Let students know that in the next part of the lesson, they will have a chance to do an experiment to test their ideas.


In this part of the lesson, you will ask students to form a hypothesis about whether or not egg shells can hold heavy books. This will serve as a model of a bird sitting on eggs. Students will then get to test their hypothesis by performing the Egg Experiment activity.

Before students move on to the egg experiment, provide them with a variety of other eggs that you have brought in. Ask students to observe the eggs. Allow them to hold them, measure them, weigh them (if you have a scale), and gently squeeze them from both the end and middle. They can record their observations on the Egg Observations student sheet. (You may need to be prepared for messes if the eggs break!)

Once students have had a chance to observe the eggs, ask them to share their observations with the class.

You can use the Egg Experiment teacher sheet to help with this part of the lesson. Show students the six eggs that you've arranged in a square. Ask them this question: "Can six egg shells hold 3-4 heavy books such as encyclopedias or dictionaries?" Students will guess "yes" or "no." Record their answers on the blackboard or on some newsprint. Then ask, "Why do you think this is or is not possible?" Again, record their answers on the blackboard or newsprint.

Now have students form a hypothesis about whether or not the eggs will break based on their previous responses. Explain to your students that a hypothesis is an educated guess or prediction of what they think will happen. A good hypothesis could take the form of, "If I do this, then that will happen." So, for the purpose of this activity, students will form a hypothesis about the egg shells and the books. Students can write their hypotheses on the Egg Experiment student sheet.

Now, finish conducting this activity as a class by following the steps outlined on the Egg Experiment teacher sheet.

Once the class has completed this activity, hold a class discussion about what students learned from it. You could ask questions like these:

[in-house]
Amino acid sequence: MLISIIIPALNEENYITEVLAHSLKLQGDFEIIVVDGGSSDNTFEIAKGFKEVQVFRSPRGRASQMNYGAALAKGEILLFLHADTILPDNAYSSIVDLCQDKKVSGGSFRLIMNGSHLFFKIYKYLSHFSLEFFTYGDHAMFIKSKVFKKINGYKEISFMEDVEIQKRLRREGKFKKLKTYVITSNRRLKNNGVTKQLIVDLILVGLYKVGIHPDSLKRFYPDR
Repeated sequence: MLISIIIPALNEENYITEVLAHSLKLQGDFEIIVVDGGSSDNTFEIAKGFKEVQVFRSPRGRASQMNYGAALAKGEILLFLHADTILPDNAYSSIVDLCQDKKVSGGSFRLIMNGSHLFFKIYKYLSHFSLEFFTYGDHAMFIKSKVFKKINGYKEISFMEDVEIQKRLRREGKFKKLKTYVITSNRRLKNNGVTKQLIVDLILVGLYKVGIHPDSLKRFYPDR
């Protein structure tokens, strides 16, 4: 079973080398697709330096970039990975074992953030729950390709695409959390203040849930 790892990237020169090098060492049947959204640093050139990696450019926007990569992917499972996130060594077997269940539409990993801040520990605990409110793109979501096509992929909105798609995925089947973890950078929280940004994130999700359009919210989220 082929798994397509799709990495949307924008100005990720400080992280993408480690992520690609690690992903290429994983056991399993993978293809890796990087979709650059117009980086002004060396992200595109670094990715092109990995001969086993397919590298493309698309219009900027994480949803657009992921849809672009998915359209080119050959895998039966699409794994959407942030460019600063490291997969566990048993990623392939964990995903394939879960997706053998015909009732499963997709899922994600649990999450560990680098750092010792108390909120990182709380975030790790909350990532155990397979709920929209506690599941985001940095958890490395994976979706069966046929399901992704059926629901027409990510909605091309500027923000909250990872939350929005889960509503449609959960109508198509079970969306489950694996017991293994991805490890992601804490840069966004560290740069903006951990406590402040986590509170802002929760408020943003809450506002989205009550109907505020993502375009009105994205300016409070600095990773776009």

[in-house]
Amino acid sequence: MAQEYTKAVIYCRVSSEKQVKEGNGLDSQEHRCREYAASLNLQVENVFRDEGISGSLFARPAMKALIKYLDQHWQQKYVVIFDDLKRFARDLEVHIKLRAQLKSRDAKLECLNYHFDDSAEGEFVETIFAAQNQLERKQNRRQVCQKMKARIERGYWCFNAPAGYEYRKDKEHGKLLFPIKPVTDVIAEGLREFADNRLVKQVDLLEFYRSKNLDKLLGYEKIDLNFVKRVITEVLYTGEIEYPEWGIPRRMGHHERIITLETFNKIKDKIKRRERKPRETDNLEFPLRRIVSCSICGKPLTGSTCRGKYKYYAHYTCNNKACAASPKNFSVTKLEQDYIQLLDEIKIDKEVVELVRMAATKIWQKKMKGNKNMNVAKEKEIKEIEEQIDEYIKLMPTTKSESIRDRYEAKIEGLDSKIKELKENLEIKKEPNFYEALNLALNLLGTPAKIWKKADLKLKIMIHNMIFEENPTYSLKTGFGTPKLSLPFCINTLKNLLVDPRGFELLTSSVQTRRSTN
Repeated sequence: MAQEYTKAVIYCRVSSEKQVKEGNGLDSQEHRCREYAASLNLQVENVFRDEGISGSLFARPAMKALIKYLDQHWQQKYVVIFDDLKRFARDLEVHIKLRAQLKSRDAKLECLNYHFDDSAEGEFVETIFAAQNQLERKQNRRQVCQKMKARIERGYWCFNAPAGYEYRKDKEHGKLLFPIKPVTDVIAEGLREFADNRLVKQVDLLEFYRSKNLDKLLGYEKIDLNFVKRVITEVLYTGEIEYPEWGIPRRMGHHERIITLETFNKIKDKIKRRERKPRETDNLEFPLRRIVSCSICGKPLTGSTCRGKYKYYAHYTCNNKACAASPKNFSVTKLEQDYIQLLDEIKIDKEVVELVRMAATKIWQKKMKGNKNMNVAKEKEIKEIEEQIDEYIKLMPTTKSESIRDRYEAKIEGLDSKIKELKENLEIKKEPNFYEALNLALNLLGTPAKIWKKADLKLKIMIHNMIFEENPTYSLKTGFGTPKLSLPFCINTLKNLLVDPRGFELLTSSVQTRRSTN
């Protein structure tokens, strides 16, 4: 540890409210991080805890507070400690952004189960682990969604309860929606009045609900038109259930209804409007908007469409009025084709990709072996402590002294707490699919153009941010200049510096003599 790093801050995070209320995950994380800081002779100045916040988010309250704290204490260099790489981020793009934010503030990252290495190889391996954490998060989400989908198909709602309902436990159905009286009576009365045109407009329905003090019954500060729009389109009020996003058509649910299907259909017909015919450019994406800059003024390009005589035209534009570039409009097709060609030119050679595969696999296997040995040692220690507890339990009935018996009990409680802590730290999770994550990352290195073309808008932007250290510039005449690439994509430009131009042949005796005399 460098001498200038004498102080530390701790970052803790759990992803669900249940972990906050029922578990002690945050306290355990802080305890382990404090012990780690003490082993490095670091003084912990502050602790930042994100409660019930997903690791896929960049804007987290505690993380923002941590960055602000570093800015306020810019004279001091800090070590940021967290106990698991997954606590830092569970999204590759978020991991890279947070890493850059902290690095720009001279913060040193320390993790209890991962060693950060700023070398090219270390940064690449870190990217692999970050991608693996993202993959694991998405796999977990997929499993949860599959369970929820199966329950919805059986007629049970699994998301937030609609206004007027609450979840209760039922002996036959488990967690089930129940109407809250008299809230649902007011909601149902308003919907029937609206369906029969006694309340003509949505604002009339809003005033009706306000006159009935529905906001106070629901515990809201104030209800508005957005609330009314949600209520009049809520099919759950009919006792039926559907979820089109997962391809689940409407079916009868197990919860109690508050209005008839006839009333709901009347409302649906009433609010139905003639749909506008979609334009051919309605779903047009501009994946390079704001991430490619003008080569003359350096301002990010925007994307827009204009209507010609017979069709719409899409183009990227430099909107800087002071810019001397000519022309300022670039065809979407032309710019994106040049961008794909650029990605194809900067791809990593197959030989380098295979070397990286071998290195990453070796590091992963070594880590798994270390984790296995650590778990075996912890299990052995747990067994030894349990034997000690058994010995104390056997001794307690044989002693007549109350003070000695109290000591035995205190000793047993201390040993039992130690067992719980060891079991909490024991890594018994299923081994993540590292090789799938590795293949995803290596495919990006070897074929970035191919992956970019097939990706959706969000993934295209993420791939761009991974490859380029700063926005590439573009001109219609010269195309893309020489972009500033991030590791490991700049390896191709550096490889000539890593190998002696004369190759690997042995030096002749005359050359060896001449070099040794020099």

• What did you observe when one of the books was placed on the eggs?
      (The eggs did not break.)
  • Why do you think the eggs did not break?
      (Listen to students' explanations, but you may have to explain that the shape of the eggs is the reason they did not break when the book was placed on them—or the bird sits on them. The oval shape applies the same rules of engineering as an arched bridge; the dome-shaped surface can withstand considerable pressure without breaking. This is essential if the eggs are not to crack under the weight of the sitting bird.)
  • Did this match what you predicted in your hypothesis? Why or why not?
      (Answers will vary. Encourage students to explain their answers.)
  • Do you need to make any changes to your hypothesis now that you've done this activity?
      (Answers will vary.)
  • Are there any other ways in which you could test your hypothesis?
      (Encourage students to come up with other ways to do this experiment.)
  • How is placing books on the eggs like a bird sitting on eggs? How is it different? Is there anything you would change to improve this experiment?
      (Answers will vary.)


An appropriate assessment for this lesson would be to have students develop their own experiments for testing their hypotheses. For example, what is it about the shape of the eggs that keeps them from breaking when heavy books are placed on them? Students can use the Egg Experiment student sheet to help them develop hypotheses and ideas for their experiments. Be sure to provide students with the materials they need to perform their experiments. Their hypotheses and experiments should demonstrate that students understand that scientific investigations can take different forms and that models are similar to, but not exactly like, the thing being modeled.


The Science NetLinks lesson, Color Burst helps students gain experience in conducting simple investigations of their own while working in small groups.

Sink It, another Science NetLinks lesson, provides even more practice with developing a procedure for an experiment.

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Lesson Details

Grades Themes Type Project 2061 Benchmarks National Science Standards
AAAS Thinkfinity